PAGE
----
Hollywood Studios continues to open at 6am for Extra Extra Magic Hours, which means the Studios’ Skyliner station opens at 5:45am, along with the line that connects the Park to Caribbean Beach, Pop Century, and Art of Animation. Above is the scene outside the Studios on Thursday, October 3rd, at 7:21am. That’s a little less than half of the way through the three-hour set of Extra Extra Magic Hours, and almost two hours after the Skyliner initially came online. Very few people are headed into the Studios, which is part of why our plan to ride Smugglers Run just before the Park opens to everyone at 9am works so well.
    In November, this is the current Skyliner schedule, heading into and (more importantly) out of Hollywood Studios:


    This is also the time that the Pop Century/Art of Animation and Caribbean Beach sections of the Skyliner begin operation.
    Here’s the November Skyliner schedules for Epcot, where the service comes online one hour before the first eligible guests may enter the Park:


    Epcot typically opens at 9am with one 8am morning Extra Magic Hour each week. The fact that the Studios’ line opens no later than 7am means that it’s possible to transfer to the Caribbean Beach Resort hub in plenty of time to catch the first Epcot gondola of the day. Theoretically, that means you could take the bus from any of the other Disney resorts to Hollywood Studios, and get on the Skyliner there, and then use it to transfer to the International Gateway entrance at Epcot. This does not make a tremendous amount of logistical sense at the moment unless you were planning on starting the day with breakfast at the Boulangerie in France. Later in the day, you might also elect to take the bus to the Studios and then board the Skyliner over to Epcot or one of the resorts that it services, either just for fun or if you’re planning on starting your day at Epcot in the World Showcase.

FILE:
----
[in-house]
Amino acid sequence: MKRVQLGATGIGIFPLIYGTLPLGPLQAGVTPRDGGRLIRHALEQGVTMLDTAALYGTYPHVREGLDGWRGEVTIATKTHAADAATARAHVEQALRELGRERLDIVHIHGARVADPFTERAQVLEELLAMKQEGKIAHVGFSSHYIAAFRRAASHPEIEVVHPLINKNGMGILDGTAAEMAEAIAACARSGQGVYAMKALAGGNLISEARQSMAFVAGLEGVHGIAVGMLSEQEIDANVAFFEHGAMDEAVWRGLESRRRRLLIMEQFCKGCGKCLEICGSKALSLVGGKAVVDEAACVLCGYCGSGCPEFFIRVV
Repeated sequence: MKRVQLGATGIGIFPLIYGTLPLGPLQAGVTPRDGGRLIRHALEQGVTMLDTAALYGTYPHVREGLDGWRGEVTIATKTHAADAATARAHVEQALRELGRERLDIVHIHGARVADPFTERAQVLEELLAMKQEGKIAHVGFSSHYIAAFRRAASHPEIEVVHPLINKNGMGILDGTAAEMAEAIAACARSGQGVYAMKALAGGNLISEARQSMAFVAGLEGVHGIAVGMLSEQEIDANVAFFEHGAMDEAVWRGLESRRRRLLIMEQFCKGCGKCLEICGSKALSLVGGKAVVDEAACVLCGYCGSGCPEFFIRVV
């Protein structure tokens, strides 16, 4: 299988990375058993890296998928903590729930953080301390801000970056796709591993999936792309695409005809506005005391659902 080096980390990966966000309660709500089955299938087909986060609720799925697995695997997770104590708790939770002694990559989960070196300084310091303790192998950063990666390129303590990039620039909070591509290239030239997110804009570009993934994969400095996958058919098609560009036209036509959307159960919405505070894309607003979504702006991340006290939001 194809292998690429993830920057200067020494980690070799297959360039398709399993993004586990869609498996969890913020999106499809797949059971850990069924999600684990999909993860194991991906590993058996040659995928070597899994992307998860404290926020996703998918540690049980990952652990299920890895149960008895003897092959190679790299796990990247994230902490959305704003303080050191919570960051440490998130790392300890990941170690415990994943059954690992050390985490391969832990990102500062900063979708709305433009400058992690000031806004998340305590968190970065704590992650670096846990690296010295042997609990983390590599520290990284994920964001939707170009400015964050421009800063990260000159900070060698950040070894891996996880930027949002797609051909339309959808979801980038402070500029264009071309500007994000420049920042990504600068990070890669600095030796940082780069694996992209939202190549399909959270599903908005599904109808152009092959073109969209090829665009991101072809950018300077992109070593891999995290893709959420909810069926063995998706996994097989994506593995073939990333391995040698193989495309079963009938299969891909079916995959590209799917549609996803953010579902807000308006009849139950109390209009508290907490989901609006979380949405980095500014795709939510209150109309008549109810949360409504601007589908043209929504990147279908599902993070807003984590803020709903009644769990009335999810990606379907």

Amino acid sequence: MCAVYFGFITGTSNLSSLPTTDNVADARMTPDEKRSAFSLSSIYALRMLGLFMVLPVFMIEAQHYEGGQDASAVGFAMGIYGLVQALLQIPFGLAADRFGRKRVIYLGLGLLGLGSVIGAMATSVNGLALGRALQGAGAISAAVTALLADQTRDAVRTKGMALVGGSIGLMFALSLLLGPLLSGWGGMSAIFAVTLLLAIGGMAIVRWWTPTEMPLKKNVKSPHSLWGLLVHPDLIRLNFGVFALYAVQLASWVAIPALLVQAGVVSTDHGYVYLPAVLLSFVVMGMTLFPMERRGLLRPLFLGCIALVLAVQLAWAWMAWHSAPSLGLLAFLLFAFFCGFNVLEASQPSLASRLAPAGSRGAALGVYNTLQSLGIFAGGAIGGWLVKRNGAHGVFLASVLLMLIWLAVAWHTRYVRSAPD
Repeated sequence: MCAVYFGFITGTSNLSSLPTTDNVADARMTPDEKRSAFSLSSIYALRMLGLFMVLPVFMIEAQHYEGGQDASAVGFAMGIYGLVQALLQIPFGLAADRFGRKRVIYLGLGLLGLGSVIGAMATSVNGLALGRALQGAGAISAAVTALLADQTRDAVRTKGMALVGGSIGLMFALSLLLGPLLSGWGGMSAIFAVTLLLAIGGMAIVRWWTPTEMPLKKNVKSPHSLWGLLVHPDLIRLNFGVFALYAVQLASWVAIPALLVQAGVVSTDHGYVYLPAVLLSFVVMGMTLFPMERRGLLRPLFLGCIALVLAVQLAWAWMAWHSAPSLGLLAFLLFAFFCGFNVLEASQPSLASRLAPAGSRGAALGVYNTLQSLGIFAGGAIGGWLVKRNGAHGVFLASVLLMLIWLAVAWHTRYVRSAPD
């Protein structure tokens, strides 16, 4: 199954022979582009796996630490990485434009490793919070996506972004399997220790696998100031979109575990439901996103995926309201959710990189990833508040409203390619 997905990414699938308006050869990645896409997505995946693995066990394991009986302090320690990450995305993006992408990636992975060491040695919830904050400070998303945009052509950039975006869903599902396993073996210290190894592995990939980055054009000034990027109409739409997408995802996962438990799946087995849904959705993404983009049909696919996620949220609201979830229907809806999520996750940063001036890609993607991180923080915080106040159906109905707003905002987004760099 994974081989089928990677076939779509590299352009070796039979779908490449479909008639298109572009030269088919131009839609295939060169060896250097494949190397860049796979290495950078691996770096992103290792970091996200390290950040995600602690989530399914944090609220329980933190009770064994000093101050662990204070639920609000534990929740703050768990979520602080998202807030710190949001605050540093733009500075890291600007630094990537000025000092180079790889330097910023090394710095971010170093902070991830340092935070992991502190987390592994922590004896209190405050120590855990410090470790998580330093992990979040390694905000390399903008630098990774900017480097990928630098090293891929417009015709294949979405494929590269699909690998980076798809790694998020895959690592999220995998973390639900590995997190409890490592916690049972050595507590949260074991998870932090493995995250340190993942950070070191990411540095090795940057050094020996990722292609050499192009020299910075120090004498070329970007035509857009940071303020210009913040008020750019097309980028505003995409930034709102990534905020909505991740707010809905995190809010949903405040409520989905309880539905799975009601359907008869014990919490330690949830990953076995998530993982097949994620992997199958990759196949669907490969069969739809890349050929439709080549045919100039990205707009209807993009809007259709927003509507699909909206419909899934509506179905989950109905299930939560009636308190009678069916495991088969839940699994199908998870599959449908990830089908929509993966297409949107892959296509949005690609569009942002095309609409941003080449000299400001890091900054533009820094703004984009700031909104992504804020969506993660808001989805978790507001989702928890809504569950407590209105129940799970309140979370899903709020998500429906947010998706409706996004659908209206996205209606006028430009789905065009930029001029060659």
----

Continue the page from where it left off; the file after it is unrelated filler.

I’m not expecting the new Ratatouille ride, which opens in the France Pavilion in the summer of next year, to be a huge priority, but those entering from the IG will have a tremendous advantage there over those entering from the main entrance due to the Gateway’s close proximity to France. We’ll see how things shake out there come June 2k20 or so.

    Potentially, you could also use the Skyliner to Park Hop to Animal Kingdom, Magic Kingdom, or Disney Springs, instead of using the buses at the Studios. Here’s the signage outside the Skyliner station at Caribbean Beach:


    At Caribbean Beach, the Internal Shuttle stop is just around the corner from the station. When the Skyliner is down, buses to the affected Parks will also pick up guests there. To Disney’s credit, as I stood waiting for the Skyliner to come online, there was always a bus to Epcot waiting. It typically took a couple of minutes to depart as it waited for additional guests, but it’s always nice to be sitting comfortably in air-conditioning and knowing that you’ll have a ride.

    From a touring perspective, switching around where you’ll enter Epcot may present some challenges. I’m planning on visiting the Frozen Ever After ride in the Norway Pavilion first thing, because that’s where the International Gateway holds an advantage, because it’s closer to the World Showcase entrance than the main entrance out in front of Spaceship Earth. That also means I’m planning on heading to Soarin’ immediately after, and I have a FastPass+ for Test Track to ride that in the late morning. If I was entering Epcot from the main entrance, my plan would be to ride Test Track first, followed by Soarin’ immediately after, and then plan on using FP+ at Frozen later in the day.